More than 1.4 million people have been diagnosed with the COVID-19 infection across the world as of 8 April 2020. More than 80,000 people have died due to the severe complications of this infectious disease. The severe symptoms of COVID-19 include extreme difficulty in breathing, persistent pain in the chest, a state of confusion (delirium) and bluish discolouration of the face and lips. 

Doctors have been telling senior citizens and people with high blood pressure (Hypertension), Diabetes, Heart disease, Chronic Kidney disease, Lung Disease and Cancer to stay indoors as they are at a high risk of developing severe symptoms of COVID-19 infections. According to the reports from China and Italy, out the people who start getting the severe symptoms of COVID-19, only 5% require intensive care.

Here in this article, we will tell you who needs intensive care and what all is done in ICU to keep the patients healthy.

  1. Who is admitted to the Intensive Care Unit (ICU)?
  2. What procedures are done in an ICU to take care of critical patients of COVID-19?
  3. What precautions are taken in ICU care to prevent complications?
  4. Challenges for doctors working in ICUs
Doctors for Intensive care for severely ill COVID-19 patients

The COVID-19 patients who fit the following criteria are admitted in the ICU:

  • A person who requires mechanical ventilation of either kind, invasive or non-invasive would be admitted in the ICU (both invasive and non-invasive).
  • If a person is hemodynamically unstable, that means the blood does not have enough pressure to pump through the veins and capillaries, then they would require intensive care.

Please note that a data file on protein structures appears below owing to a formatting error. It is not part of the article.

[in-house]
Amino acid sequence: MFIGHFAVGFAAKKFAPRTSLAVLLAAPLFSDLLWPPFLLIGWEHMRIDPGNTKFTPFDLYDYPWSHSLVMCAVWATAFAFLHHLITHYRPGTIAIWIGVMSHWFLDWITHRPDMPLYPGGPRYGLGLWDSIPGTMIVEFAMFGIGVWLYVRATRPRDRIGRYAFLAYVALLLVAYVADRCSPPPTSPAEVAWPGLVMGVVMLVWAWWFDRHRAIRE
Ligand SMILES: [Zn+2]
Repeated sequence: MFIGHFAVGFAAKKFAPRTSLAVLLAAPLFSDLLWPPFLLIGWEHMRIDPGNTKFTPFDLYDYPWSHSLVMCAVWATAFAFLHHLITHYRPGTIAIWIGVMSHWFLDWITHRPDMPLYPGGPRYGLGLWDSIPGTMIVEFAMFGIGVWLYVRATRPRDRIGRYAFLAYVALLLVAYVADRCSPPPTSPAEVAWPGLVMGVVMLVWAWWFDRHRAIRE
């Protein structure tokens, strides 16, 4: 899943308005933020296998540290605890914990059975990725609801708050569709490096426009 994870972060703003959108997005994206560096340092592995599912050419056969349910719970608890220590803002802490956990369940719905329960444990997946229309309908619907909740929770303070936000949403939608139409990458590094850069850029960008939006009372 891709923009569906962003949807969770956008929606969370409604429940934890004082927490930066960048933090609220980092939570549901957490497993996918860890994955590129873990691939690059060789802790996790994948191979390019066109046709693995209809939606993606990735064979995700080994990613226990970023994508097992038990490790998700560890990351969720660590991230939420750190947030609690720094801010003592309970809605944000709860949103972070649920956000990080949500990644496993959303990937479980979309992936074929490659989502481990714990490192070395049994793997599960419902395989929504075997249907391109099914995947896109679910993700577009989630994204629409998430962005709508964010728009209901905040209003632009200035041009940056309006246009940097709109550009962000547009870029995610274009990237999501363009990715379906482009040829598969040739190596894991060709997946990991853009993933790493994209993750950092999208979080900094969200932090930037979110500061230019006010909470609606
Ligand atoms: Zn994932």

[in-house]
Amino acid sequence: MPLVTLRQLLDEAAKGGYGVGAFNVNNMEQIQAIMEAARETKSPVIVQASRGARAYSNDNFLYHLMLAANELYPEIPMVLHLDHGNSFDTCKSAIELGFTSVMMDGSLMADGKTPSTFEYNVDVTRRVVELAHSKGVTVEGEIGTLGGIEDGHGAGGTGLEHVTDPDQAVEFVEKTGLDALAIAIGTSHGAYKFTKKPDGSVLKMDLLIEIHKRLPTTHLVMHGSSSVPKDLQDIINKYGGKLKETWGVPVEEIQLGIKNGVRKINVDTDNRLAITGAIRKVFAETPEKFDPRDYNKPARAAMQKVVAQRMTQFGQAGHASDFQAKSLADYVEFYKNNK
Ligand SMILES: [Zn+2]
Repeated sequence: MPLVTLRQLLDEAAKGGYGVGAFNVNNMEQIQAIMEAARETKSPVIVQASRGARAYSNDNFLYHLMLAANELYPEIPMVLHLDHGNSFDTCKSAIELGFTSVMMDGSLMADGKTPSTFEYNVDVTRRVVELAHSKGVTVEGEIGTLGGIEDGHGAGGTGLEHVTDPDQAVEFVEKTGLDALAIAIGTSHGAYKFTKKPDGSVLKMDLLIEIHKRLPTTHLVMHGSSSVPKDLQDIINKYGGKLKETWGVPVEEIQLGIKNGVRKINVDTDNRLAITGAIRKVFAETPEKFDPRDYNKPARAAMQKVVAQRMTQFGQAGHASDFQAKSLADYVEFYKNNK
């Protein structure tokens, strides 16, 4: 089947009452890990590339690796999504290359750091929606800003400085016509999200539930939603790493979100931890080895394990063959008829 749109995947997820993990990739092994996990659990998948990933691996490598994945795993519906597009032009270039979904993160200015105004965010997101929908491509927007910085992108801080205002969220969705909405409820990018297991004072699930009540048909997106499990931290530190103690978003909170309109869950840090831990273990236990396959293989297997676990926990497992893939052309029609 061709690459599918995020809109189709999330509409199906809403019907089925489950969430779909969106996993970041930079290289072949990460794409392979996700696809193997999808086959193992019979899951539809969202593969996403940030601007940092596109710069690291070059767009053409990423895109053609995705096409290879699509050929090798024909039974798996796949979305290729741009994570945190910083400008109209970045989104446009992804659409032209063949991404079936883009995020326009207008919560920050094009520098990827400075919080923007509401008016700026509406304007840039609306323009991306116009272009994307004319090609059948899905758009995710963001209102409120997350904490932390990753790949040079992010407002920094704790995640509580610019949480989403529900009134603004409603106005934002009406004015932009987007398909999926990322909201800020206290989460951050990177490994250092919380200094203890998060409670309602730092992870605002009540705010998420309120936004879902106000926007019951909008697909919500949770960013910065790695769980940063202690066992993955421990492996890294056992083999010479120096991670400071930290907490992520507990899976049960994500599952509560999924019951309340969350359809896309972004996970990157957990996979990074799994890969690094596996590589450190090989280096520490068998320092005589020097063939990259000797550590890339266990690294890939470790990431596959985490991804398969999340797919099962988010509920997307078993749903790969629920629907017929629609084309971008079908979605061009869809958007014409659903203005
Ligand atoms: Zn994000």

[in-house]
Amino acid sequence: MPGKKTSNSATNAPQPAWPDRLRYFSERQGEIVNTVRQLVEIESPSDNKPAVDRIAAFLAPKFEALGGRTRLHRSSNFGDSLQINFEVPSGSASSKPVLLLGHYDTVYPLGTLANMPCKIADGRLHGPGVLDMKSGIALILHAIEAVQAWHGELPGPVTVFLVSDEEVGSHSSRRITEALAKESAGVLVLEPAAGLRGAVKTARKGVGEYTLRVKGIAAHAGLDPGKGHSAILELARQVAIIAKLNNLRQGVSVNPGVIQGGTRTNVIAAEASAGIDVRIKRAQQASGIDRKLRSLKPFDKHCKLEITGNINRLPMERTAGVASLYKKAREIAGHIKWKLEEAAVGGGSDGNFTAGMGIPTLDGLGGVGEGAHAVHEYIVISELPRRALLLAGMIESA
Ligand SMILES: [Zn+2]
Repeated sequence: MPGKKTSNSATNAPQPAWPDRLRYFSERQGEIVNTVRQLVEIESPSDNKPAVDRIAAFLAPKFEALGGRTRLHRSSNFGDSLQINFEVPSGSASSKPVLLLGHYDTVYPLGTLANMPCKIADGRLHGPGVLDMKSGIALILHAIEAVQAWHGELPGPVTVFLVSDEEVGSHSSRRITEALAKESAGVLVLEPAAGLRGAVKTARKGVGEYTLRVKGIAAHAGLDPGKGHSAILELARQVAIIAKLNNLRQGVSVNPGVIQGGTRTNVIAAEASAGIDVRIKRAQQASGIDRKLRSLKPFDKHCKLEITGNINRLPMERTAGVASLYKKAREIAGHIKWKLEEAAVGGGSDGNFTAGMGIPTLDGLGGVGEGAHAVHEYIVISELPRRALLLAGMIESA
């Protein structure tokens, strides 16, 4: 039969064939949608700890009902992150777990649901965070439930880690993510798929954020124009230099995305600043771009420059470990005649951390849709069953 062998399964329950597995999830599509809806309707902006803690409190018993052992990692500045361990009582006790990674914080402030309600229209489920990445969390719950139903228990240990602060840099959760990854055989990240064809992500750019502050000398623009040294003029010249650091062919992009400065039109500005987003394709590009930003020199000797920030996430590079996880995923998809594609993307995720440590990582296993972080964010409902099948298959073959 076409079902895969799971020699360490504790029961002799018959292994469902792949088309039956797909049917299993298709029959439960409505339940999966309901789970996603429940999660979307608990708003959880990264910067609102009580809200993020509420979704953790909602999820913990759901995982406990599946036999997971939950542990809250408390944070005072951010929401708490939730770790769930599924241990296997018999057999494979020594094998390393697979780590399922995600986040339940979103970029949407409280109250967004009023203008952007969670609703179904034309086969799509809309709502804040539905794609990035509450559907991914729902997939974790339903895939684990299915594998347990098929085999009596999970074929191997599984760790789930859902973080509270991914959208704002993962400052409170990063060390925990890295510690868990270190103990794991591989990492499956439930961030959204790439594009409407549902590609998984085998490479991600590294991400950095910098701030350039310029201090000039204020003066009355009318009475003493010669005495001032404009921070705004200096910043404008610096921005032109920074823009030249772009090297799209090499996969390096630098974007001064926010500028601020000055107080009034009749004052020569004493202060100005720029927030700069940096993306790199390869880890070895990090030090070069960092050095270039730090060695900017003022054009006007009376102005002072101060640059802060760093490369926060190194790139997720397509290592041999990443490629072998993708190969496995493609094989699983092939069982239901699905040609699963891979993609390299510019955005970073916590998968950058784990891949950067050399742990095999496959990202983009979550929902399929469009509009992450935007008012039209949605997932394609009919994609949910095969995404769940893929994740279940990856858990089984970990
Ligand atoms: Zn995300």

• If the mental status of a person deteriorates with time, they would need ICU support.
  • A person would be admitted to the ICU if they would show the symptoms of multi-organ dysfunction.

Despite all the intensive care, people who are aged, with lymphopenia (extremely low levels of lymphocytes), increased LDH, high neutrophil-lymphocyte ratio and increased levels of D-dimer (a protein found in the blood after a blood clot is destroyed), tend to have poor outcomes.

The following procedures are done to manage the airway and fluid balance, to improve the status and to check the progression of the disease: 

  • The patient is pre-oxygenated for 3-5 minutes in the closed-circuit device before providing them ventilator support. The doctors avoid AMBU bag-mask ventilation as it can produce aerosols which can be harmful to the ICU staff. 
  • In order to deliver the required medication, MDI (metered dose inhalers) are preferred over nebulisation to avoid the formation of aerosols.
  • The patients who require mechanical ventilation are anaesthetised using either etomidate or propofol depending on the hemodynamic status.
  • The patients are given either succinylcholine or rocuronium for muscle relaxation that helps in easy intubation.
  • Anaesthesiologists are present in each shift to maintain the vitals while the patients are under anaesthesia.
  • The doctors use video laryngoscopy for inserting the endotracheal tube inside the patient. The endotracheal tube is inserted through the mouth till the windpipe. It helps in delivering oxygen from the ventilator to the lungs.   
  • The mucus from the throat is suctioned by placing a tracheostomy tube in the throat of the patient. Normal suction is not used to prevent the formation of aerosols.
  • The patients are given balanced crystalloids (ringers lactate and ringers acetate) to maintain the fluid balance of the body as normal saline increases the chances of kidney dysfunction.